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Post-Soviet States Confab in Kiev


Gays and lesbians in the former Eastern Bloc countries, encouraged by increasing tolerance, are planning their next moves for political change and social services.

"Human Rights Concerning Gay Men and Lesbians: The Experience of Work and Establishing of Cooperation Among Lesbian & Gay Organizations in the Post-Soviet States" is the ambitious title of an international conference that began October 19 in Kiev, Ukraine and will run through October 21. The Russian-language conference was organized by the Ukrainian Section of the International Society for Human Rights and the Nash Mir (Our World) gay and lesbian center in Lugansk, Ukraine, which began to organize in 1996 and held its first formal meeting in late 1998.

Although the non-profit Nash Mir is taxed as if it were a for-profit corporation, and despite members' continuing complaints of police harassment, its spokesperson Andrey Kravchuk says public attitudes towards gays and lesbians in the Ukraine have noticeably improved since the days of USSR rule when homosexual acts were criminal. It's precisely because of what he's called "the growth of tolerance, openness, diversity of society and striving for the respect of various minorities" that gays and lesbians have been able to begin to organize and to advance towards equal treatment in the nations of the former Eastern Bloc: Belarus, Bulgaria, Czech Republic, Estonia, Hungary, Kazakhstan, Latvia, Lithuania, Moldova, Poland, Rumania, Russia, Slovakia, and Ukraine.

It's hoped that the conference will allow activists from these nations to share and learn from each other's experiences, as well as those of Western groups (Nash Mir has translated into Russian some key materials from the International Lesbian and Gay Association's European branch). Nash Mir believes that networking among gay and lesbian groups, non-governmental organizations (the Ukraine Section of Amnesty International is one that's participating) and state agencies can help to resolve problems. As a group, conferees will assess the current status of gays and lesbians in the former Eastern Bloc and make plans for the future. Areas for specific discussion include legislation against discrimination and for recognition of gay and lesbian couples; work with political and social leaders; psychological support and legal assistance for individual gays and lesbians; human rights monitoring; cooperation with AIDS programs and with foreign organizations; and media, including gay and lesbian media, the Internet, public education, and mass media. Nash Mir hopes that the conference itself will attract widespread media attention and thereby further public education goals, as did the recent International Lesbian and Gay Association meeting in Romania.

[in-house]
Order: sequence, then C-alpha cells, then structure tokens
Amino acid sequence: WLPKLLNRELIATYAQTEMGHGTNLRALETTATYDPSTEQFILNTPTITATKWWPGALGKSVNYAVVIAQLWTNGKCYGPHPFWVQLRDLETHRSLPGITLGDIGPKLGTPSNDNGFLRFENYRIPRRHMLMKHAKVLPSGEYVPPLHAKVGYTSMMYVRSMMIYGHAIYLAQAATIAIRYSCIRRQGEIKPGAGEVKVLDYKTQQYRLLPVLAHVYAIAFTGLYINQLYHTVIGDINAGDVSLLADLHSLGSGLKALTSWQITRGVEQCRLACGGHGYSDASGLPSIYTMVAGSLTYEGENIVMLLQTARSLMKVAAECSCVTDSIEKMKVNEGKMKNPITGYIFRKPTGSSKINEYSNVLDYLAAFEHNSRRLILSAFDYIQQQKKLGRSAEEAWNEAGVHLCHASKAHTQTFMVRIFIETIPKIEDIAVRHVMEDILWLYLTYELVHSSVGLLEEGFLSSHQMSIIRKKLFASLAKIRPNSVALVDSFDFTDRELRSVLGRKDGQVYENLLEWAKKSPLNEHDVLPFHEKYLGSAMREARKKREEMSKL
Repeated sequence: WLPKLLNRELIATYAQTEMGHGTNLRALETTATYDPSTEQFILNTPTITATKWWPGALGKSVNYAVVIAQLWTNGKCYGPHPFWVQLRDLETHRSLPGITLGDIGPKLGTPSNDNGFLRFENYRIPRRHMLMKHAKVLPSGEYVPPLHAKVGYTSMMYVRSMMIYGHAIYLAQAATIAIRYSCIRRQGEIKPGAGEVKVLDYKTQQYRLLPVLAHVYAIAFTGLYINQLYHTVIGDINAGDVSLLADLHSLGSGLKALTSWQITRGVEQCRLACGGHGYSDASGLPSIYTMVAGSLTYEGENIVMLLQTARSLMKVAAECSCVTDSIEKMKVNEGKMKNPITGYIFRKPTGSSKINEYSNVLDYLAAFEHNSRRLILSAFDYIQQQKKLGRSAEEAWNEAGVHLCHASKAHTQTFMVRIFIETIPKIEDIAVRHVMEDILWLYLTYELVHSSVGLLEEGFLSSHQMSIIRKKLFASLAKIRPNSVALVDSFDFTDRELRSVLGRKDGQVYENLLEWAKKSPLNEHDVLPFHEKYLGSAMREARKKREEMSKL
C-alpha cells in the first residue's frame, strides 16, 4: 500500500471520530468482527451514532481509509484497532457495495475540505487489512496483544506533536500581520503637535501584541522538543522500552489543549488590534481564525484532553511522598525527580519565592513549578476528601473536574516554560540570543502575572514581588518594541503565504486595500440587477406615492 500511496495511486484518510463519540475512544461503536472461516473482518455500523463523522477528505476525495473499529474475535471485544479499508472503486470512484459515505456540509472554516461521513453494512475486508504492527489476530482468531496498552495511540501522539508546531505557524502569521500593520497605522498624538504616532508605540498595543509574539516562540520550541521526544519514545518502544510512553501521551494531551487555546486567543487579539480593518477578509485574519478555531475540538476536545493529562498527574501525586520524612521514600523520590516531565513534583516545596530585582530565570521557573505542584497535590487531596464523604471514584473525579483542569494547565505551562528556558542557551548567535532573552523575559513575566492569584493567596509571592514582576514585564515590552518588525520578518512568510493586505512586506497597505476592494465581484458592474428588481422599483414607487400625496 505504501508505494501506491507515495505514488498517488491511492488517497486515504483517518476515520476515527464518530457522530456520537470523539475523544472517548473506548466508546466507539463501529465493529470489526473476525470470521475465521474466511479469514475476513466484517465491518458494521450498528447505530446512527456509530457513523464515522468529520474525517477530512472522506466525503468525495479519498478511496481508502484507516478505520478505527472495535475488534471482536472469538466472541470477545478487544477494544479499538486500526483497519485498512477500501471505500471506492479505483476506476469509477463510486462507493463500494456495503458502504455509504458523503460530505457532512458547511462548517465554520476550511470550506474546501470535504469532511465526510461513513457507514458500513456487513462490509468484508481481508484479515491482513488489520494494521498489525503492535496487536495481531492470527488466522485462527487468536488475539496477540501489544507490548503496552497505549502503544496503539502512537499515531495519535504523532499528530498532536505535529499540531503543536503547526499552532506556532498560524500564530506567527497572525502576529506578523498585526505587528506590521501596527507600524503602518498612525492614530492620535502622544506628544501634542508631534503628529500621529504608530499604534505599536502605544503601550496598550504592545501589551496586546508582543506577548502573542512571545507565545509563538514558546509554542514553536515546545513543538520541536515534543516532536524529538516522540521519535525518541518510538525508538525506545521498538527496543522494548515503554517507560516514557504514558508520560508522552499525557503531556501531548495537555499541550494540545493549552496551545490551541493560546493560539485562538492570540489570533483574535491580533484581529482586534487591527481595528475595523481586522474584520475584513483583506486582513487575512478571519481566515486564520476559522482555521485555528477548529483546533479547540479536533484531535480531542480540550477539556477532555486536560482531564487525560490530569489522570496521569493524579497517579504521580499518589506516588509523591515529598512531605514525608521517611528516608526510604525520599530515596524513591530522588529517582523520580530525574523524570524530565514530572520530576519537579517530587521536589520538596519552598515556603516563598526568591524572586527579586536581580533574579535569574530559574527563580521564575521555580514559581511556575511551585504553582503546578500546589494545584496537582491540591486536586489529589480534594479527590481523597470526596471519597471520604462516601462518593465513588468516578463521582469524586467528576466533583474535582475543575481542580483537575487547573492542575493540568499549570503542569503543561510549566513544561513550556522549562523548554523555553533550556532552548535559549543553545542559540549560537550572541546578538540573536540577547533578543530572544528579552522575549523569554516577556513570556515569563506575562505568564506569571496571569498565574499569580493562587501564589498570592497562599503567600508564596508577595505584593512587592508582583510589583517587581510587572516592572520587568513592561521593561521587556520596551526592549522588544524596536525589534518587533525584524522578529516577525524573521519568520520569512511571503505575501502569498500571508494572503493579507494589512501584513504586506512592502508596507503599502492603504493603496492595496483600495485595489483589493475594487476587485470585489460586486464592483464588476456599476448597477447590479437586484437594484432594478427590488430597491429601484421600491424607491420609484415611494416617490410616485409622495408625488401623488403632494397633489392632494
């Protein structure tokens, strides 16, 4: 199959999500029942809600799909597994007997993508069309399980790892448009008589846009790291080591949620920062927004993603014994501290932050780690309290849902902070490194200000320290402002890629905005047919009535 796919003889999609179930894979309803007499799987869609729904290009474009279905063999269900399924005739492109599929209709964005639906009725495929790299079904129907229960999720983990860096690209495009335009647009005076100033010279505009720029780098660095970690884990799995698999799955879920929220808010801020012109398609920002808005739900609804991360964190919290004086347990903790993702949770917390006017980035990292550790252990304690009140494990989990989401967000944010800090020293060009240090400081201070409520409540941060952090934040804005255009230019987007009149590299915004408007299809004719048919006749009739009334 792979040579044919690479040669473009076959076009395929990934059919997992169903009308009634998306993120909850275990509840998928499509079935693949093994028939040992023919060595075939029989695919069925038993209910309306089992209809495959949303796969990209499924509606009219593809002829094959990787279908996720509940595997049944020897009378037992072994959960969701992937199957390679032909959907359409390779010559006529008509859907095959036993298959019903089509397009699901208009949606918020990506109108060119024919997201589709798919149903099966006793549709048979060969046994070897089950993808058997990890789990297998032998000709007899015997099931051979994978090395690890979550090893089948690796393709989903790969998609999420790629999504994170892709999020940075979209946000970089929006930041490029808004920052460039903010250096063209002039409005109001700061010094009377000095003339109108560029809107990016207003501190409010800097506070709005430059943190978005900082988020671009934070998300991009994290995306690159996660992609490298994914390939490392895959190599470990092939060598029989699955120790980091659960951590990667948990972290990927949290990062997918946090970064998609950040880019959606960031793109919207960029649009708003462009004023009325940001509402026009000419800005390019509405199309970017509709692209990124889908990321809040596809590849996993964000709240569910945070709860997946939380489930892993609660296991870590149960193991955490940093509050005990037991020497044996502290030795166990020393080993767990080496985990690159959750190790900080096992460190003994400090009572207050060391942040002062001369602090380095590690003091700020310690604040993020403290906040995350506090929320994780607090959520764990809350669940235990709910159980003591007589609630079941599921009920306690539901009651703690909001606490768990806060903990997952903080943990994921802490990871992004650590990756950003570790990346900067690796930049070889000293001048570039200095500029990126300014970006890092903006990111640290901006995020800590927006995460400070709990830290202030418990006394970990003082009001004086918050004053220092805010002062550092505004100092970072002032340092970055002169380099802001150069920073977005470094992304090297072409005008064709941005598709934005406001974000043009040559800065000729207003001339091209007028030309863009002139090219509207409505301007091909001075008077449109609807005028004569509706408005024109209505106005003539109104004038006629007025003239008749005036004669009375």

In 1991 the Ukraine became the first of the former Soviet republics to decriminalize consensual acts between adult males, but it largely retains the custom of gay and lesbian invisibility, so that as Kravchuk writes, among officials "All gay problems are regarded as insignificant and untimely." He quotes a former President of the Ukraine estimating it would be five hundred years before the state would have the luxury of discussing issues of sexual minorities, given the weight of more pressing problems. Kravchuk also noted that Nash Mir's first candidate survey before the parliamentary elections of 1997 received no responses; one presidential candidate responded in 1999.

There are no protections from discrimination in the Ukraine, and both the Ministry of Education and the military specifically prohibit employment of known gays and lesbians. Police assisting harassed gays and lesbians is almost unheard of, while illegal detentions and interrogations are commonly reported to Nash Mir, usually involving intimidation rather than outright violence. While public attitudes vary widely, most people prefer that gays and lesbians remain invisible, and mainstream media generally notice them only in the context of scandals. Even the East-Ukrainian University in Lugansk has refused Nash Mir's speakers and workshops, although the group regularly provides information bulletins to major libraries.

PlanetOut News Staff
19 October 2000

  SEE ALSO

'Our World: Equality and Cooperation' gay and lesbian human rights conference released the adopted documents:

  • Press Statement by Our World (Nash Mir) Gay and Lesbian Center;
  • Declaration of the Conference;
  • Appeal to Gay and Lesbian Community of Eastern Europe;
  • Appeal to Presidents, Governments and Parliaments of Eastern Europe.

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